A canister stove is another must-have for individuals who like their morning oatmeal (or anything that requires boiling water, for that matter). A pot will be helpful if you’re looking to make soups, stews or pastas. As mentioned before, you’ll want to start a fire and let it die down to hot coals (unless you are using a burner) and then place the pot over them to begin cooking your food.
Another piece of equipment that’s a bit heftier is the trusty dutch oven. Learning to cook in one of these can be a bit intimidating at first, but once you’ve got it down it’ll open up many more options for your go-to camping meals. You can use it to fry, saute, bake, stew, roast or even slow cook! It can be used any time of day for pretty much any type of meal.
A camp-style dutch oven typically comes as an aluminum pot o cast-iron and features legs that let the pot sit above the coals. The non-stick coating found on cast iron pans is called “patina” or seasoning, which builds with each use. The maintain the quality of the patina, you’ll want to wipe it down with a layer of oil before each use . This will uphold the nonstick properties of the oven. Often times charcoal briquettes are used to cook meals in the Dutch oven, but you can also use real wood coals as well.
Knowing the temperature you’ll want will help determine how many briquettes you’ll need. For dutch oven cooking, you’ll need: a dutch oven (of course), one bag of charcoal briquettes, lighter fluid or a charcoal chimney starter, matches or a lighter, long-handled tongs, heavy duty barbecue gloves and last but not least, your recipe ingredients.
So you know the best cooking equipment to take along, but what about actual food to make? There’s no need to change up your whole diet just because you’re cooking outdoors. You can bring your usual favorites like potatoes, chicken, meat, etc. What sounds better than a steak grilled on a fresh campfire?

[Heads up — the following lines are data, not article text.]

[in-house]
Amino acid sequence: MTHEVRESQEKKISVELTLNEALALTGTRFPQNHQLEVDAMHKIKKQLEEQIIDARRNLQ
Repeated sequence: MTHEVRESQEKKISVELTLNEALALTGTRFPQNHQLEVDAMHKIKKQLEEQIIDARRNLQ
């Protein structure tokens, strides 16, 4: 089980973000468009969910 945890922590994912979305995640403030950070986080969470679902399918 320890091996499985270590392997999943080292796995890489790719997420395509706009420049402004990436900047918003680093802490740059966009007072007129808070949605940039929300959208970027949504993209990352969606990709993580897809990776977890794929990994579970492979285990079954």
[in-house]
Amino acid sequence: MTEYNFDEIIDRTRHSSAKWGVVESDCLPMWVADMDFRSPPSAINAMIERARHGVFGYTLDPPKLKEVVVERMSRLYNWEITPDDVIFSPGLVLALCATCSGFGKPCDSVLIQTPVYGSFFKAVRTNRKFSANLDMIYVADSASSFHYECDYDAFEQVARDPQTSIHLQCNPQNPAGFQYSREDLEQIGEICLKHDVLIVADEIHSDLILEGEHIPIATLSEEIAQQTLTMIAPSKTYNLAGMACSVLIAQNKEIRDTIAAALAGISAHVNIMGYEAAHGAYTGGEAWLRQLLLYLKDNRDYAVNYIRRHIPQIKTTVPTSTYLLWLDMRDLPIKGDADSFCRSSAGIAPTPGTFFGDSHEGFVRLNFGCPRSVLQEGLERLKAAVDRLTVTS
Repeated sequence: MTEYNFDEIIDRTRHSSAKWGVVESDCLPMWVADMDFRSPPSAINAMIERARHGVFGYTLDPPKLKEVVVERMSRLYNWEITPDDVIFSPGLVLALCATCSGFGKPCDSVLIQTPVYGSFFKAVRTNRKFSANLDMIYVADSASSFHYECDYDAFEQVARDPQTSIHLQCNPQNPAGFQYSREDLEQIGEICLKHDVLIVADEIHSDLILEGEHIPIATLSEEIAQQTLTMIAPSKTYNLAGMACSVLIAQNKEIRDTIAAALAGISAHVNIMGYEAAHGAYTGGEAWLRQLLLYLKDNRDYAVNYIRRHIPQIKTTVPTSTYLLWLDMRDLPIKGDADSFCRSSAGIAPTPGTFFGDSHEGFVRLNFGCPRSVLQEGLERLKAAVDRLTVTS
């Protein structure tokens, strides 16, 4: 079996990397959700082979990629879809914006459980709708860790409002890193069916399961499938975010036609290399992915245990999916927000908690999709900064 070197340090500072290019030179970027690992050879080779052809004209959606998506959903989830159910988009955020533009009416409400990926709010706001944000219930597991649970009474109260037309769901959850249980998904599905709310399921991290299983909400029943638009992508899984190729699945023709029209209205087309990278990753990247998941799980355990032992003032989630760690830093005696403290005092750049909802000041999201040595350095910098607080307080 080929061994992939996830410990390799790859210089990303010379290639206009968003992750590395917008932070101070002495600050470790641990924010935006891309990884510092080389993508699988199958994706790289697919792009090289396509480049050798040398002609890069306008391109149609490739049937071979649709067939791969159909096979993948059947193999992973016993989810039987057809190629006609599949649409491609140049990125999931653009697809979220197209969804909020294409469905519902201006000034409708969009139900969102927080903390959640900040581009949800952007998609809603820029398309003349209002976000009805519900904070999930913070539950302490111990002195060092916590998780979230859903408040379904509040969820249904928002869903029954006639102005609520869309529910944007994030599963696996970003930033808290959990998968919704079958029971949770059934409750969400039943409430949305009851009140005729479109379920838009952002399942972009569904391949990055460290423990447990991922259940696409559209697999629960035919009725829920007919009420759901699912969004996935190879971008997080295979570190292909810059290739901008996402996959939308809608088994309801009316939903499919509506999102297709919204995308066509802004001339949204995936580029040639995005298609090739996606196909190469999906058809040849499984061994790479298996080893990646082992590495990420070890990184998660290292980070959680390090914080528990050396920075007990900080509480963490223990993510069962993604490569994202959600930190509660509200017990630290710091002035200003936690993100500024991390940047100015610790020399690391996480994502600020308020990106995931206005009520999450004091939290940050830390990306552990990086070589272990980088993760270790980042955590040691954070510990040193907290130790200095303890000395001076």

However, meat can be a bit harder to take on long campiring trips due to storage and keeping it fresh. This leads us to our next point -- keeping foods fresh.
Keeping Food Fresh
Having cooking equipment is important, but if you don’t keep your cold foods cold, you’ll have a much bigger issue. That’s why a cooler wil be your top priority camp kitchen item. Packing the cooler with frozen foods is a great way to ensure the food doesn’t leak and it can help keep the other foods cold as well.
Another mistake people often make for their grand outdoor adventures is that they simply don’t pack enough. Think about it, you’re going to be expending calories the whole time. You’ll be burning alot more calories as you’ll be active and being outdoors encourages a lot of activity. You don’t have the luxure of being in the comfort of your own home and while camping is fun, it takes a lot of work and extra labor. This is why fueling your body with enough calories and quality foods is key.
Our Go-To Meals
So what are some of our favorite meals to make when we’re out on an adventure? Some of our top picks are:
Grilled salmon with boiled potatoes
Dutch oven potatoes and pork chops
Grilled chicken, mashed potatoes and butternut squash
Pancakes, bacon and eggs
So now that you’ve got the knowledge, get your equipment ready and get outside while you can! The summer and fall seasons are perfect for your nights on the deck grilling or your long weekends spent out in the woods. If you’re feeling intimidated about it all, start out small. Start with your grill and work your way up to the burners and campfires so you have a better idea of how the wind and weather affects your cooking.